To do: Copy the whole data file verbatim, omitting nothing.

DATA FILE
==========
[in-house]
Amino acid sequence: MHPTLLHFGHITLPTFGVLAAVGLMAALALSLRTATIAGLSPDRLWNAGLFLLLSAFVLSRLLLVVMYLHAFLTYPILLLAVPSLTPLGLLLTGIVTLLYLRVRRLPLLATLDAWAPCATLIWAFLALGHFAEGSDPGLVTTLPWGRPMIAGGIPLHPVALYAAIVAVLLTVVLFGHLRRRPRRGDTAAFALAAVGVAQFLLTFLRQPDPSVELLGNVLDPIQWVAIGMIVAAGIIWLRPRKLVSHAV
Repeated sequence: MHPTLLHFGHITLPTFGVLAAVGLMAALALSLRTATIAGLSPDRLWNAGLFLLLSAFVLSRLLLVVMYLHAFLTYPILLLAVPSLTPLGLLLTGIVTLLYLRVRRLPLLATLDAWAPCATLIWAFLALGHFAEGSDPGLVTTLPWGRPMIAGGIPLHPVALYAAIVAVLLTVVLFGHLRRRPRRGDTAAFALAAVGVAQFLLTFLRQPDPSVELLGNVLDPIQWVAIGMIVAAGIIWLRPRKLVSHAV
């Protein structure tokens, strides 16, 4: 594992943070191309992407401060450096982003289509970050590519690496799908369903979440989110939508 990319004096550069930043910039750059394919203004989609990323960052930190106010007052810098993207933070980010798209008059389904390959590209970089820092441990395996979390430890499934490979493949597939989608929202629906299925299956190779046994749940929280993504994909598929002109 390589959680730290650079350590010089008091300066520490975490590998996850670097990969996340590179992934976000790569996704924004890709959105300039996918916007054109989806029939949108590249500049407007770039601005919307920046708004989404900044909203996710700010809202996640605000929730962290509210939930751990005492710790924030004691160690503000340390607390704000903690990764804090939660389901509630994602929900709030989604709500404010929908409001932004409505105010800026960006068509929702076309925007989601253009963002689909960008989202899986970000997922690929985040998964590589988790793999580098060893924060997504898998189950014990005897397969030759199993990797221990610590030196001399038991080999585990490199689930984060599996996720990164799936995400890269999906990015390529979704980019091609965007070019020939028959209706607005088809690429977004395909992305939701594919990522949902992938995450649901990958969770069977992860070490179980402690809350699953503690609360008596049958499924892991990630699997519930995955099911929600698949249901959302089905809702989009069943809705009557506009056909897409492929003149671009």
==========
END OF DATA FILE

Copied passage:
[in-house]
Amino acid sequence: MHPTLLHFGHITLPTFGVLAAVGLMAALALSLRTATIAGLSPDRLWNAGLFLLLSAFVLSRLLLVVMYLHAFLTYPILLLAVPSLTPLGLLLTGIVTLLYLRVRRLPLLATLDAWAPCATLIWAFLALGHFAEGSDPGLVTTLPWGRPMIAGGIPLHPVALYAAIVAVLLTVVLFGHLRRRPRRGDTAAFALAAVGVAQFLLTFLRQPDPSVELLGNVLDPIQWVAIGMIVAAGIIWLRPRKLVSHAV
Repeated sequence: MHPTLLHFGHITLPTFGVLAAVGLMAALALSLRTATIAGLSPDRLWNAGLFLLLSAFVLSRLLLVVMYLHAFLTYPILLLAVPSLTPLGLLLTGIVTLLYLRVRRLPLLATLDAWAPCATLIWAFLALGHFAEGSDPGLVTTLPWGRPMIAGGIPLHPVALYAAIVAVLLTVVLFGHLRRRPRRGDTAAFALAAVGVAQFLLTFLRQPDPSVELLGNVLDPIQWVAIGMIVAAGIIWLRPRKLVSHAV
């Protein structure tokens, strides 16, 4: 594992943070191309992407401060450096982003289509970050590519690496799908369903979440989110939508 990319004096550069930043910039750059394919203004989609990323960052930190106010007052810098993207933070980010798209008059389904390959590209970089820092441990395996979390430890499934490979493949597939989608929202629906299925299956190779046994749940929280993504994909598929002109 390589959680730290650079350590010089008091300066520490975490590998996850670097990969996340590179992934976000790569996704924004890709959105300039996918916007054109989806029939949108590249500049407007770039601005919307920046708004989404900044909203996710700010809202996640605000929730962290509210939930751990005492710790924030004691160690503000340390607390704000903690990764804090939660389901509630994602929900709030989604709500404010929908409001932004409505105010800026960006068509929702076309925007989601253009963002689909960008989202899986970000997922690929985040998964590589988790793999580098060893924060997504898998189950014990005897397969030759199993990797221990610590030196001399038991080999585990490199689930984060599996996720990164799936995400890269999906990015390529979704980019091609965007070019020939028959209706607005088809690429977004395909992305939701594919990522949902992938995450649901990958969770069977992860070490179980402690809350699953503690609360008596049958499924892991990630699997519930995955099911929600698949249901959302089905809702989009069943809705009557506009056909897409492929003149671009």